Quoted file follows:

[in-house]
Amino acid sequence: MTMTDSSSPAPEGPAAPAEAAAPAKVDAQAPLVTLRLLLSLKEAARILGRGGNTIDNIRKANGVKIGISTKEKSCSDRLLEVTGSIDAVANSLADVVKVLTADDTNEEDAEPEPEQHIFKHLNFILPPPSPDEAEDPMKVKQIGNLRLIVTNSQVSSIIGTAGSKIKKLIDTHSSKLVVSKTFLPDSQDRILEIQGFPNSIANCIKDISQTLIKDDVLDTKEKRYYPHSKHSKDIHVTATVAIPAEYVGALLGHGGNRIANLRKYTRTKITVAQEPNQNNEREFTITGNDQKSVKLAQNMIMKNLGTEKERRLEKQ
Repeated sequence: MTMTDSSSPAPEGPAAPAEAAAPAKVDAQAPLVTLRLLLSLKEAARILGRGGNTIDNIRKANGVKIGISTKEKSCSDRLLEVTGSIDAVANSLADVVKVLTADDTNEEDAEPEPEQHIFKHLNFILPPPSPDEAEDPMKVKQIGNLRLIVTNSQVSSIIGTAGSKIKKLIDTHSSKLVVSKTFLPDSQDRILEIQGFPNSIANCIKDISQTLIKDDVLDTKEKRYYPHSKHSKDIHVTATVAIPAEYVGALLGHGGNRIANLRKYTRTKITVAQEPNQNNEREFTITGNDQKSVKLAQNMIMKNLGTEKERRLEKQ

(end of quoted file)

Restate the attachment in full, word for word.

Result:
[in-house]
Amino acid sequence: MTMTDSSSPAPEGPAAPAEAAAPAKVDAQAPLVTLRLLLSLKEAARILGRGGNTIDNIRKANGVKIGISTKEKSCSDRLLEVTGSIDAVANSLADVVKVLTADDTNEEDAEPEPEQHIFKHLNFILPPPSPDEAEDPMKVKQIGNLRLIVTNSQVSSIIGTAGSKIKKLIDTHSSKLVVSKTFLPDSQDRILEIQGFPNSIANCIKDISQTLIKDDVLDTKEKRYYPHSKHSKDIHVTATVAIPAEYVGALLGHGGNRIANLRKYTRTKITVAQEPNQNNEREFTITGNDQKSVKLAQNMIMKNLGTEKERRLEKQ
Repeated sequence: MTMTDSSSPAPEGPAAPAEAAAPAKVDAQAPLVTLRLLLSLKEAARILGRGGNTIDNIRKANGVKIGISTKEKSCSDRLLEVTGSIDAVANSLADVVKVLTADDTNEEDAEPEPEQHIFKHLNFILPPPSPDEAEDPMKVKQIGNLRLIVTNSQVSSIIGTAGSKIKKLIDTHSSKLVVSKTFLPDSQDRILEIQGFPNSIANCIKDISQTLIKDDVLDTKEKRYYPHSKHSKDIHVTATVAIPAEYVGALLGHGGNRIANLRKYTRTKITVAQEPNQNNEREFTITGNDQKSVKLAQNMIMKNLGTEKERRLEKQ